No production can proceed without material means and technological skills. Means of production contains, besides hidden potential value from Nature, also the value of collective wisdom of all humanity; while production technology contains, besides the current creative mental labor value of individual inventors and innovators, also collective human wisdom inherited from the long past. Knowledge and wisdom inherited from different regional and cultural communities would mix, interpenetrate and enrich each other, develop together and become inseparable and shared spiritual wealth belonging to the whole humanity. Today’s high-tech and whole spiritual civilization would not have been possible but for the continual and co-operative efforts of generation after generation of all peoples of the world working like a collective relay team. Such collective wisdom is embodied in people’s productive labor, manual or mental, and in the materials and process design for production as well. Like the Nature-endowed value in all materials, the value of collective wisdom to people can never be measured, calculated, indicated by any numbers, any math equations, any economic theories, either! We should not, however, ignore the existence of their value just because they cannot be measured, just as one cannot ignore the existence of one’s own head just because one cannot measure its weight!
Furthermore, the value of collective wisdom should also in principle belong jointly to all mankind of all generations to come on earth, not to any individual persons, any groups, or any regional communities (including nation-states). This view has also been shared by some outstanding thinkers, including Thomas Jefferson, but has been concealed by the atomistic individualist worldview and methodology of Western economics, which regards the society as an aggregation of isolated individual humans with only external mechanic connections, but no internal, organic, socio-historical interpenetration and interdependence and which serves to cover up the injustice of a few people or groups’ exclusive possession of such values.
-- From Sherwin Lu: A New Political Economy: A theory of three sources of value
Former Microsoft CEO Steve Ballmer is unhappy about software piracy in China, accusing businesses in the country of ripping off his former firm. However, the issue is not so simple as it may appear.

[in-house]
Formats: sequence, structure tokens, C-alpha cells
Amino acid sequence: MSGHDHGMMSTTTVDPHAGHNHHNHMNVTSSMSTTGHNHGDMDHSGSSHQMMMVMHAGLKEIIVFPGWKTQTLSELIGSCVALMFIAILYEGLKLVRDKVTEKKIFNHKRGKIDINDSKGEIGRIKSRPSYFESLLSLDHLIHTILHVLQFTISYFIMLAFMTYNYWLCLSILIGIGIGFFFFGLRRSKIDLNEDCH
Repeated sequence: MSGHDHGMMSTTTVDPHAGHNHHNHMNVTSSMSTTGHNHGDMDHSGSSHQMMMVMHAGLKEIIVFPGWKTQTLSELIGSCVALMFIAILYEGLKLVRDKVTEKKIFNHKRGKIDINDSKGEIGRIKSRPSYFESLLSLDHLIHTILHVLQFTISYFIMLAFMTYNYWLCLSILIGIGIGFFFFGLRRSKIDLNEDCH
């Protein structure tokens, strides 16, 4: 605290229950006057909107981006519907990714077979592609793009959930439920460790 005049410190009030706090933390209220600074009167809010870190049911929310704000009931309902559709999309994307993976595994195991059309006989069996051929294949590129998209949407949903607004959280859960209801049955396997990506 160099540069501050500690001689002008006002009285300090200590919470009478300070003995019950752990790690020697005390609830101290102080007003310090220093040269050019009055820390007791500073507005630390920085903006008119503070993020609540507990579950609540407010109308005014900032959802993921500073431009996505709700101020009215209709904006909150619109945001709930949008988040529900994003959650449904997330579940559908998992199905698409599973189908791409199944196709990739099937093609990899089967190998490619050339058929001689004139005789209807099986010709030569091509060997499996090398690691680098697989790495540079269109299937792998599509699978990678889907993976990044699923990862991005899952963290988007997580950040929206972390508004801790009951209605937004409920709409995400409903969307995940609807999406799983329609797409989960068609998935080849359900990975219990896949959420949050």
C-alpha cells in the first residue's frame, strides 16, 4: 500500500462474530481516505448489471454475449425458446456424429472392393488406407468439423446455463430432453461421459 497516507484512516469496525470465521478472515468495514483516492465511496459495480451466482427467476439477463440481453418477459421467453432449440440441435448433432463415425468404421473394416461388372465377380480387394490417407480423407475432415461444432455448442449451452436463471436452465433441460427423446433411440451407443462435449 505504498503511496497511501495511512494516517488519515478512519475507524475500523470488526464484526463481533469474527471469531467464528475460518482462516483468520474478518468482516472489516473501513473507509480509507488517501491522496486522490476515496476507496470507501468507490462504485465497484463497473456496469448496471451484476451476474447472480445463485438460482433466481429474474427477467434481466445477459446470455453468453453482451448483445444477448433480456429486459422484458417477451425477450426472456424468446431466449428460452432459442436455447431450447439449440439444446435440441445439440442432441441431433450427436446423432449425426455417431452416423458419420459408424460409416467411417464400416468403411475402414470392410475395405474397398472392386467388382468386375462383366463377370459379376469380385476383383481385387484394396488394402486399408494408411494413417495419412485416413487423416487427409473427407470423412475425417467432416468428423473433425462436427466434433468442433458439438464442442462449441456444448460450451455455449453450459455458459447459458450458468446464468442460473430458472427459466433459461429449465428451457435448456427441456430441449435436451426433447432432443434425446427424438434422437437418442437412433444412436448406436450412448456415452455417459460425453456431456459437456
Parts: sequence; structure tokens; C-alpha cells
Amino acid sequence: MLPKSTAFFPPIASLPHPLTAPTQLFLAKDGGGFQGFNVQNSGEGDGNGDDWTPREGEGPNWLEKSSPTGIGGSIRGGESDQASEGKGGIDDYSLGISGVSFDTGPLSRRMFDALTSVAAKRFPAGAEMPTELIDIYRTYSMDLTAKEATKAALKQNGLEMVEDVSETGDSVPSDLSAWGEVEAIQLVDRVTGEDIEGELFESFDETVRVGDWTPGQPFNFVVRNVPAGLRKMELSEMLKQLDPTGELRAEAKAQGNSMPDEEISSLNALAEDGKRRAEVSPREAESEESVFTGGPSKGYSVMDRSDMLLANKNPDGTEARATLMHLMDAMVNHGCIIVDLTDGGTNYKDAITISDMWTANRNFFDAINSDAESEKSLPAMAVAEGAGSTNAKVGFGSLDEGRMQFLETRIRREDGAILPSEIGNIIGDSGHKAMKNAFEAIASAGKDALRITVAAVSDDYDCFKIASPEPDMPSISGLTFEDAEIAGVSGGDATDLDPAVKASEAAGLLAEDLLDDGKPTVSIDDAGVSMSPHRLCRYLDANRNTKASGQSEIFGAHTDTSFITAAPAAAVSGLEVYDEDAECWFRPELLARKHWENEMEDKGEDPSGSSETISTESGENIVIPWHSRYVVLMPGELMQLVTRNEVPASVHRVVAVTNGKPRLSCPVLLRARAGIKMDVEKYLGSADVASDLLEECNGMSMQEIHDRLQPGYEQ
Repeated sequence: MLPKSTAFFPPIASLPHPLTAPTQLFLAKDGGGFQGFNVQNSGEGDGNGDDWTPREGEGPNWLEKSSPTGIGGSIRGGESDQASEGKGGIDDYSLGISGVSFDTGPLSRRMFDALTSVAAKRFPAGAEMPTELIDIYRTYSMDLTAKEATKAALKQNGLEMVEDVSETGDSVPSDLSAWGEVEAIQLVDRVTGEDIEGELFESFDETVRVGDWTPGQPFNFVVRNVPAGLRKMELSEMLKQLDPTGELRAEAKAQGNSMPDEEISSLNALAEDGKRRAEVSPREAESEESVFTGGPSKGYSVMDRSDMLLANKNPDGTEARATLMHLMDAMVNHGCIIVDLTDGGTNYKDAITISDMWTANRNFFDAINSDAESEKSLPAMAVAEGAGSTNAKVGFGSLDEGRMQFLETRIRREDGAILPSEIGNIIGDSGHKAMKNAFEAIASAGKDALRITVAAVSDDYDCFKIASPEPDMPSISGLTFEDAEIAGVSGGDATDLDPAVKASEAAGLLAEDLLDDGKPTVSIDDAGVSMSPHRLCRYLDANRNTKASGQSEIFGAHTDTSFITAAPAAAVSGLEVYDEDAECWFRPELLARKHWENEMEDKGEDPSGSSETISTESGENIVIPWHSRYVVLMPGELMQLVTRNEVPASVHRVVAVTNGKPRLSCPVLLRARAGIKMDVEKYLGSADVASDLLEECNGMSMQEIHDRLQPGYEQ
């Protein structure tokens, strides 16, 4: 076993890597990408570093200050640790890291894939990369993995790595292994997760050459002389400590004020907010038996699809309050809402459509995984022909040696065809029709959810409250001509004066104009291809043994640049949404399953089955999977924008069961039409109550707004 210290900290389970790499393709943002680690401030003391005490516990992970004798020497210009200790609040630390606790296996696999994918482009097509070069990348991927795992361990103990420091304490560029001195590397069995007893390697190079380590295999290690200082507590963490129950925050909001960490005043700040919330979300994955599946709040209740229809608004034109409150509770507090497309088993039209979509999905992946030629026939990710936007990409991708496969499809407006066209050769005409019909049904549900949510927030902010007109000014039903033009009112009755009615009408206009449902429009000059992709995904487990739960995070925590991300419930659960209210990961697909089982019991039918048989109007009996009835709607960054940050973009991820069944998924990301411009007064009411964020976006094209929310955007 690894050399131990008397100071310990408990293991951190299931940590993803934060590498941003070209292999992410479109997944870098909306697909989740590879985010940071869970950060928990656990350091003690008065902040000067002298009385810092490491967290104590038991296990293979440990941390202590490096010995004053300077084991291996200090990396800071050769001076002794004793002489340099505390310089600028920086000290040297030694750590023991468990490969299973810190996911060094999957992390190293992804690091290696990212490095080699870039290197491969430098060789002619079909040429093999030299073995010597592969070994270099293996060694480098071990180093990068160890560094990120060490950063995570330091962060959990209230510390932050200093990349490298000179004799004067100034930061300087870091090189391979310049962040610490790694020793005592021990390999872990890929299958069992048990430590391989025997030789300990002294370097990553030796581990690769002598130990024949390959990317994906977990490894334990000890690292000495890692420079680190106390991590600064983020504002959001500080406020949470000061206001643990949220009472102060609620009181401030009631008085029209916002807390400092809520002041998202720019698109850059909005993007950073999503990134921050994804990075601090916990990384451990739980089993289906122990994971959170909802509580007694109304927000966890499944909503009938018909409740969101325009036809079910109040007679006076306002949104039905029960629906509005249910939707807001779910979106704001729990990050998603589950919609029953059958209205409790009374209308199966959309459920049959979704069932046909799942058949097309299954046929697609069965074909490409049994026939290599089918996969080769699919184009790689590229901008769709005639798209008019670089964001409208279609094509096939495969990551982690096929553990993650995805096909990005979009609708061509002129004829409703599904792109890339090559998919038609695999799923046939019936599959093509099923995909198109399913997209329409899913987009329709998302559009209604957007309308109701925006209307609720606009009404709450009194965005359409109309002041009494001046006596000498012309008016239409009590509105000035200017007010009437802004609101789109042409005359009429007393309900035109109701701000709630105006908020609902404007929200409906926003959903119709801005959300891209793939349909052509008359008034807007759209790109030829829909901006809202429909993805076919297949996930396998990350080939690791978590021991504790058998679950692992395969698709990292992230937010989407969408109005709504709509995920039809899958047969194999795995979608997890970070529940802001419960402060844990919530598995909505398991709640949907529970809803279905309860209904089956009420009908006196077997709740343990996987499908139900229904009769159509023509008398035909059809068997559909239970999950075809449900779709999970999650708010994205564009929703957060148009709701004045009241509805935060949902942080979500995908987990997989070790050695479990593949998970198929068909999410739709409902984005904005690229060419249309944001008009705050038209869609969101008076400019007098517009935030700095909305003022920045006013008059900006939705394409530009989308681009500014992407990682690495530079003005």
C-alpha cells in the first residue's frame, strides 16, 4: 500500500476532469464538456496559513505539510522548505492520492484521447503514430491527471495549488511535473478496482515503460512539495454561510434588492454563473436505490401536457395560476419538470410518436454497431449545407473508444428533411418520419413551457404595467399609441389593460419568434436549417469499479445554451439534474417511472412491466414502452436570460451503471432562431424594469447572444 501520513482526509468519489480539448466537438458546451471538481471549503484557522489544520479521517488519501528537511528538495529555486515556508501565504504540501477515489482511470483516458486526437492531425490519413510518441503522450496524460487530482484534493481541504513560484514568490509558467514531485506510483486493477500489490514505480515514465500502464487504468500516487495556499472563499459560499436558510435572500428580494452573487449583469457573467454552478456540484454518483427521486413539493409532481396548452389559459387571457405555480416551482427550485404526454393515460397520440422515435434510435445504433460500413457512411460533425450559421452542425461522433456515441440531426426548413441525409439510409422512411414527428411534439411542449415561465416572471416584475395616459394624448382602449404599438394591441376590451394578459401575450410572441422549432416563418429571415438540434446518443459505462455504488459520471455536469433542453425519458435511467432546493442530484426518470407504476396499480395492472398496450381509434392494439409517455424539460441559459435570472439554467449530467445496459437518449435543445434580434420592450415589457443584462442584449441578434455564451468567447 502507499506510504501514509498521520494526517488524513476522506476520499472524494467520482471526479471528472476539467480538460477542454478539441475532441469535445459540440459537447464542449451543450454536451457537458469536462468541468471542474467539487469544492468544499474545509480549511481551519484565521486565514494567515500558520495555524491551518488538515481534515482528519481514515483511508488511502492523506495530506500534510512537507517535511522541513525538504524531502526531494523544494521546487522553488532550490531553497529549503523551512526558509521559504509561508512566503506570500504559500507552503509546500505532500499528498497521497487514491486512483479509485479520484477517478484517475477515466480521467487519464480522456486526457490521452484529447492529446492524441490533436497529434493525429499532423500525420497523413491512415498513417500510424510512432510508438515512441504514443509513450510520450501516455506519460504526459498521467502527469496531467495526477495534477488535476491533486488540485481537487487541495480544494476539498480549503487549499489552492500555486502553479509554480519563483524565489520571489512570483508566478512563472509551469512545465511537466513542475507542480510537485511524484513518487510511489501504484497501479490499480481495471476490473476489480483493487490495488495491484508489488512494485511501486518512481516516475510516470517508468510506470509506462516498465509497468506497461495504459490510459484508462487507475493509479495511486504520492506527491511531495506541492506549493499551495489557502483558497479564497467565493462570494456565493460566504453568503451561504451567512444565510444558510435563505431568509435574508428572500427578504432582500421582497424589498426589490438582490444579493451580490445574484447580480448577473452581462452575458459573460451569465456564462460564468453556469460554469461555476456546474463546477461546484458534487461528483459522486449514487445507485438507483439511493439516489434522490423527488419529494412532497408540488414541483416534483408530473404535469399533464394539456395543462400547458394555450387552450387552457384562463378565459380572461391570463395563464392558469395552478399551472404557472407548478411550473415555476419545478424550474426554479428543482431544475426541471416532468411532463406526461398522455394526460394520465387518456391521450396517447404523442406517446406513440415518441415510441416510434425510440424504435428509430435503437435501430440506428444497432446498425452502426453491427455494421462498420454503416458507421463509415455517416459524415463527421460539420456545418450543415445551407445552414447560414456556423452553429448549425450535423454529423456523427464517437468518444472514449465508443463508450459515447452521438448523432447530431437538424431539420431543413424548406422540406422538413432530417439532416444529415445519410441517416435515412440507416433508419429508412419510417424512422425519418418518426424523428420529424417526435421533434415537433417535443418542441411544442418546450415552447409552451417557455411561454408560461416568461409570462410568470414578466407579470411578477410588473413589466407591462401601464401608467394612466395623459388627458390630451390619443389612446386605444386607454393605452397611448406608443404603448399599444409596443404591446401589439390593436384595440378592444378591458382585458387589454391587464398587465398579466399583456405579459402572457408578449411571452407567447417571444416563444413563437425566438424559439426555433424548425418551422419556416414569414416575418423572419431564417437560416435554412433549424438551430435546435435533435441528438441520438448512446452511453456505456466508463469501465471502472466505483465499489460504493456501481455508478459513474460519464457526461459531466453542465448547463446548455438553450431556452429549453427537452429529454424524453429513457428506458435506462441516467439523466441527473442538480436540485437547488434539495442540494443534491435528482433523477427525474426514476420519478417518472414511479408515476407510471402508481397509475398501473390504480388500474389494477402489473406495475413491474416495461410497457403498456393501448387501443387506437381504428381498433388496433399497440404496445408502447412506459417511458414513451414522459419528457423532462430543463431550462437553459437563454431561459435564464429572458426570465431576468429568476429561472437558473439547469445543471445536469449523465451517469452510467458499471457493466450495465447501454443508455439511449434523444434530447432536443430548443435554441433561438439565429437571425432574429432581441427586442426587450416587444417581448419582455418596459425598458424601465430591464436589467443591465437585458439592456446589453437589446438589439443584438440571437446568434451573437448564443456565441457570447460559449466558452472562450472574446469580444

Ballmer told Fox Business on Thursday that, when he left Microsoft a few years ago, 90% of Chinese companies were using Windows, but only 1% were paying for it. This piracy, he said, was costing Microsoft $10 billion or more in profit.
However, when asked what the U.S. government should be doing about it—and bear in mind that the Trump administration is using Chinese intellectual property theft as a key reason for its tariffs on China—Ballmer responded cautiously.
“I’m a free trader, by nature. I went to the school of economics–it’s the best thing for the world,” he said. “This one’s a tricky issue because it’s absolutely clear that the rules don’t apply in China, and the U.S. government needs to do something. Whether tariffs are right or wrong—I’m silent on that point.”
The issue is indeed tricky, and not just because of the difficulty in figuring out an appropriate response.
In 2015, the year after Ballmer stepped down as CEO, it was indeed the case that more than 97% of PCs in China were running Windows. However, Microsoft’s operating system achieved that position of extreme dominance through piracy.
That proved lucrative for the company, because it meant Microsoft could fend off the threat of the free alternative to Windows, the Linux operating system, by slashing its prices in China in order to get people there to convert to paid Windows users. Note that the Linux threat has always been particularly prevalent in China, as the government has enthusiastically backed local versions of the open-source OS.
Back in 2007, Microsoft co-founder Bill Gates described the strategy clearly, telling Fortune: “It’s easier for our software to compete with Linux when there’s piracy than when there’s not. Are you kidding? You can get the real thing, and you get the same price.”
However, even with those low prices—we’re talking $3 for a bundle of Windows and Office—Microsoft still faced a serious piracy problem in China. So, after Ballmer left, the company essentially capitulated, offering Windows users in the country a free upgrade to the genuine (and new at the time) Windows 10, even if they had been running a bootleg copy of the OS.
Those who have not taken Microsoft up on that offer have perhaps had cause to regret their decision. When a ransomware attack swept the world last year, it proved particularly destructive in China because of the number of pirated copies of Windows that were not fully benefiting from Microsoft’s security updates.
While Ballmer is correct to say Windows piracy remains a big deal in China, and that this denies Microsoft some enterprise revenue, it is also worth noting that Microsoft has moved much more to a services model where it charges for cloud offerings such as storage and email, using Windows to draw people in. These days it even provides regular, free updates for Windows 10, rather than moving to new versions of the OS and charging for them.
Times have changed, and piracy doesn’t have quite the same effect on the operating system market that it once did. And in Microsoft’s case, that effect was never entirely negative anyway.